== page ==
Learn about Horticultural and Agricultural Engineering
- Understand how to get the job done easier and more efficiently with modern technological solutions
- Self paced studies; start anytime, study from anywhere.
- University trained, industry experienced tutors
There are 9 lessons in this course:
Lesson 1. Surveying
Grid systems - datum line, reduced level, backsight, change point, etc.
Types of Level - dumpy, quickset, cowley
Reading the levelling staff
Levelling a sloping site
Lesson 2. Earthworks
Construction machinery and equipment
Front end loader
Cut and fill method
Contouring and levelling
Types of Cultivator - Chisel ploughs, discs and harrows, tined cultivators, rotary hoes, etc.
Calculating earth to move
Moving existing earth
Shaping and settling soil
Case Study - Constructing a playing field
Managing Soil degradation -erosion, compaction, salinity, etc
Lesson 3. Water management
Water - sources, quality, treatment
Pumps - piston, centrifugal, rotary
Lesson 4. Environmental control
Carbon dioxide effects
Lesson 5. Chemical Applications
Parts of a basic sprayer
Calibrating a knapsack sprayer
Safe chemical use
Material Safety Data Sheet
Safe chemical storage
Protecting outdoor structures from chemical contamination
Paints, Stains and Sealers
Painting outdoor furniture and structures
Lesson 6. Fencing
Fencing materials - wire mesh, barbed wire, wire strand, posts, strainer assemblies etc
Traditional wire fencing
Box end assembly
Post and stay assembly
Barriers and walls
Types of timber fence -panels, slats, pickets, hurdles
Fencing houses and pools
Gateways and gates
Rock and rubble walls
Free standing walls
Wood engineering - softwoods, hardwoods
Lesson 7. Mechanisation
Mowers - rotary, cylinder, flail, ride on
Hedge trimmers - shears, blade, saw, flail.
Chain saw use
Chain saw characteristics - petrol, electric, bar size, etc
Chain saw maintenance; extending chain life
Safety with chain saws
Soil mixing machines
Planters, seeders, drills
Harvesters - potato, carrot
Lesson 8. Engineering efficiency
Quality of product
Replacement parts and servicing
Lesson 9. Developing engineering solutions
Trays boxes, pellets
Trolleys and barrows
Continuous conveying systems - conveyor belts, mono rails, etc
Staff comfort and safety
Each lesson culminates in an assignment which is submitted to the school, marked by the school's tutors and returned to you with any relevant suggestions, comments, and if necessary, extra reading.
- Explain surveying, including basic principles and techniques, appropriate for horticulture and agriculture.
- Determine earthworks required for an agricultural or horticultural site.
- Determine appropriate water management for an horticultural/agricultural site.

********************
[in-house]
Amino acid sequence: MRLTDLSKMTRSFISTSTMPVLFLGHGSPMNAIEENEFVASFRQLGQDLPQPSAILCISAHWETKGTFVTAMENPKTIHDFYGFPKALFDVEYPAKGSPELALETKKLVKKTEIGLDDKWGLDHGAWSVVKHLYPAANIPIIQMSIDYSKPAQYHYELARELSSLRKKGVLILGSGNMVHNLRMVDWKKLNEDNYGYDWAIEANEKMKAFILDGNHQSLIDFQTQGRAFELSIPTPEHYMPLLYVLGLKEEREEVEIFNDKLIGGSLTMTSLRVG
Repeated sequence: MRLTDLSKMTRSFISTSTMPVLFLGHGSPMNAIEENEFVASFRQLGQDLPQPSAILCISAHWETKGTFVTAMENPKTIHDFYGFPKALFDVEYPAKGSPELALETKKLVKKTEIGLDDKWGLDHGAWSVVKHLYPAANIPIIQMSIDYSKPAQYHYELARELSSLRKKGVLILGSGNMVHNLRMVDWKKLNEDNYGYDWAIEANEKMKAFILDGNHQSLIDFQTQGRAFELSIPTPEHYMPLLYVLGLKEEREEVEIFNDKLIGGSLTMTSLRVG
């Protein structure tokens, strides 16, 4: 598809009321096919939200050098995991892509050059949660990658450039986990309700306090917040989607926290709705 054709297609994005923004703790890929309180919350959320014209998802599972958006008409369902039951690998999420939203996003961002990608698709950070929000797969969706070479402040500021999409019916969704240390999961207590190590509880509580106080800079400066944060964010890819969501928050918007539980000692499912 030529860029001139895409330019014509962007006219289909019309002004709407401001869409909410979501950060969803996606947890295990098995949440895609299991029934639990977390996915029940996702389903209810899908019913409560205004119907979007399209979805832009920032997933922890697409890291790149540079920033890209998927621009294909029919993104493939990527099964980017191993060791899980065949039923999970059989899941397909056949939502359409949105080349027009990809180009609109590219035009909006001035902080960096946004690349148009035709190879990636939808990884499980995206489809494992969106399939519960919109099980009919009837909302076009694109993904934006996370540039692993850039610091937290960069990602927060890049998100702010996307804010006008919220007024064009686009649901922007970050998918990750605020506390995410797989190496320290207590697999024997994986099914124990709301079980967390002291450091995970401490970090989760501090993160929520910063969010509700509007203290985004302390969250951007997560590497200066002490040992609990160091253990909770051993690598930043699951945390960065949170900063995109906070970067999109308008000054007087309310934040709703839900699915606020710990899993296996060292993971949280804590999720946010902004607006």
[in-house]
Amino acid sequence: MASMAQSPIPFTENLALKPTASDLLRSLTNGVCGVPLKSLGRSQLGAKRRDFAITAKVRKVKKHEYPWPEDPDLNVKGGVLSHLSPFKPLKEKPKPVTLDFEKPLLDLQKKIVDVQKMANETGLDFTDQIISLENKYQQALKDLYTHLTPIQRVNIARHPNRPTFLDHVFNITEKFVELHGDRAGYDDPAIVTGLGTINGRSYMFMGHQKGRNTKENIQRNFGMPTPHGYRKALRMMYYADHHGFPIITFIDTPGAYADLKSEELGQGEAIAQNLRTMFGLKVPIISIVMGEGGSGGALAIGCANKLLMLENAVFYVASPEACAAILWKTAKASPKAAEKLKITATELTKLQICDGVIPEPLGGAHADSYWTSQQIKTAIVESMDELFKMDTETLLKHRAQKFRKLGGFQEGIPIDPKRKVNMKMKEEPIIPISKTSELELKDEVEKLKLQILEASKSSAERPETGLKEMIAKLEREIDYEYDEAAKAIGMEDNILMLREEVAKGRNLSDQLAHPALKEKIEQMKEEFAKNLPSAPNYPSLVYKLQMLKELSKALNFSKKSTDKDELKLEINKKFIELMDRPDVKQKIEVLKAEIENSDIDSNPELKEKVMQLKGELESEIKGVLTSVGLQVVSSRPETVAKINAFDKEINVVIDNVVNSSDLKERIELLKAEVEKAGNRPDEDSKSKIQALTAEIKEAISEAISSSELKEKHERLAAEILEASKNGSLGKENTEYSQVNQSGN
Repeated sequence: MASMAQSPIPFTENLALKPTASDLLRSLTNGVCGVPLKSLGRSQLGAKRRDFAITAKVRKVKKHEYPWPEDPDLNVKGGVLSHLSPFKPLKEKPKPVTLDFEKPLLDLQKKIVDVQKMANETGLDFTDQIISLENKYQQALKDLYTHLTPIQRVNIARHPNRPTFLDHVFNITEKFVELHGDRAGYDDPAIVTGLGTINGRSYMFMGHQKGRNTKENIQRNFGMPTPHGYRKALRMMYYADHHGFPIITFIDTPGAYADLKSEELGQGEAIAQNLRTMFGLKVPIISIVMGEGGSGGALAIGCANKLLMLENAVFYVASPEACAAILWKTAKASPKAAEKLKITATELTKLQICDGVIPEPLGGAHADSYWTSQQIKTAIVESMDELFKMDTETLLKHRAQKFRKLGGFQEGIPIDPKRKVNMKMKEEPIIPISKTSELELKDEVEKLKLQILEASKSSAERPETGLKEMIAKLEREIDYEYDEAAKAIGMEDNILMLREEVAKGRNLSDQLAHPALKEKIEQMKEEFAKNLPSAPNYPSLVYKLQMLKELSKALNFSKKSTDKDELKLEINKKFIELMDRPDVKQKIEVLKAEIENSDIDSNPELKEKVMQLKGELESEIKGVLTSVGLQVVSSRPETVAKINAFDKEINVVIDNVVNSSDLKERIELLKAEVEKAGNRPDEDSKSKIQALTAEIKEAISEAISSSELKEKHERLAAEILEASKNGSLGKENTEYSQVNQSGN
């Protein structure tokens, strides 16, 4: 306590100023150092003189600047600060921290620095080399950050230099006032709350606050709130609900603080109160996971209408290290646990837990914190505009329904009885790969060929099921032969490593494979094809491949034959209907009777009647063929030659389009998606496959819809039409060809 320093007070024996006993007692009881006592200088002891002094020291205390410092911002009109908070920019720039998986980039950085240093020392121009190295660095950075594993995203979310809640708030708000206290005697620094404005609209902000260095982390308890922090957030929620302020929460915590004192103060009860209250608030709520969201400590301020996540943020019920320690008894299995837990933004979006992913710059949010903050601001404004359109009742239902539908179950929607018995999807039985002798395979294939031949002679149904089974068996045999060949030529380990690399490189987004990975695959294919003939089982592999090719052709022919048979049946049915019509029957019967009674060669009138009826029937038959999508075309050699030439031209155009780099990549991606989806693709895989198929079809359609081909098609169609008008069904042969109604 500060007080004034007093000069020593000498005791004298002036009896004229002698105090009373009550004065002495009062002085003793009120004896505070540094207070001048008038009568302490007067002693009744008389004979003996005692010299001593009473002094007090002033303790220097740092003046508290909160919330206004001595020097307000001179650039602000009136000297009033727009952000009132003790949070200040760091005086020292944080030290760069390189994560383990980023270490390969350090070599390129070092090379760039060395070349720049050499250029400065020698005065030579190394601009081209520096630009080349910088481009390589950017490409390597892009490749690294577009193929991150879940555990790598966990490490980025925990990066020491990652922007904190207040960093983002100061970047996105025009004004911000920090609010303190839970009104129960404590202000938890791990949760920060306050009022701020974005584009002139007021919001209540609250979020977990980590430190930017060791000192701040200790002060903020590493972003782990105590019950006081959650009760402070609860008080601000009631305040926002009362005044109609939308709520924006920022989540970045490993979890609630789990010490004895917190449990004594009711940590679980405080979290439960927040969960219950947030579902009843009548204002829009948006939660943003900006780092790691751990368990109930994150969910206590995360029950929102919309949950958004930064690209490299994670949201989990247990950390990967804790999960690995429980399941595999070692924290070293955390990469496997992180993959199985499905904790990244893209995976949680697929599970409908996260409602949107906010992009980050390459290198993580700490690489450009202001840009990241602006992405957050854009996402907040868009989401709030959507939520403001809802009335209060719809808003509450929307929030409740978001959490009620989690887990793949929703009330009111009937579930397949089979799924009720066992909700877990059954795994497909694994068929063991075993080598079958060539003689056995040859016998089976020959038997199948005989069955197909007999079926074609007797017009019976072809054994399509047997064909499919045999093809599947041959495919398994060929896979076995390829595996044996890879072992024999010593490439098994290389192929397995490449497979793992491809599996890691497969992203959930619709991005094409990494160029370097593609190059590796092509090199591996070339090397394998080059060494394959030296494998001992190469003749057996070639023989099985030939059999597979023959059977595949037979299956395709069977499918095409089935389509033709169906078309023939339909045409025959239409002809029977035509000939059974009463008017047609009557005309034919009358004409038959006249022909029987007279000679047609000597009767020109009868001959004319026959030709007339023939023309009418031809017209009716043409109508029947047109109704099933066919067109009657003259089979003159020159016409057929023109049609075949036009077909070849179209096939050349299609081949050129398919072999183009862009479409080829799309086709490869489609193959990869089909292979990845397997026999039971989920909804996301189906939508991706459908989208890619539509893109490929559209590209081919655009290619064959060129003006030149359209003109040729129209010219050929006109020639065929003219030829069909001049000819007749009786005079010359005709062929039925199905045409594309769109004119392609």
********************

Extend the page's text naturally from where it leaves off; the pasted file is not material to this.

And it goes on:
- Determine technological solutions for environmental control problems, in rural or horticultural situations.
- Explain the operation of equipment commonly used to apply pesticides and other chemicals in both horticultural and agricultural workplaces.
- Determine appropriate fencing to use for different purposes; including security and restricting the movement of animals, pests or traffic, in agricultural and horticultural situations.
- Explain the operation of machinery commonly used to mechanise manual tasks carried out in horticultural and agricultural workplaces.
- Evaluate the effectiveness of engineering applications in agricultural and horticultural workplaces.
- Determine procedures for improving work tasks in agricultural and horticultural situations.
Course Duration 100 hours
Learn to Choose and Use Technology that is Appropriate to Needs
With constant technological advancements and in most cases improvements that are occurring these days, people in all walks of industry are often being asked to revise their machinery and manufacturing processes.
Efficiency may be called into question. How do we judge when a process is or is not efficient?
New technology isn't necessarily the best technology to use; but sometimes it is. Inefficient operations are not sustainable, but excessive investment and frequent change might not be sustainable either. Specialisation of technological and engineering solutions has been and will continue to be refined indefinitely. These enable production costs to fall which in turn can be translated into a real terms reduction in product cost.
Often technology goes through a cycle after its development. Initially it is very costly to purchase as research and development costs are often high and need to be met by the technology manufacturer. Technology will only have mild interest from perspective buyers who will be watchful and maybe even critical of a 'newfangled' or innovative concept. Gradually, if the technology is good or sound it will become more widely used, slowly at first, but increasingly as it gains in recognition and is given credit. Finally, the technology becomes widespread and is completely accepted by the community - that is until a newer and better technology is designed to replace it.
From a business viewpoint, you need to be aware of what options exist, then choose the best option in the context of the issue you are dealing with. NOT all technologies are good or effective. Some may be superseded and outdated before they have paid back on the investment made. Others will have an immediate impact on your problems and payback any investment quickly.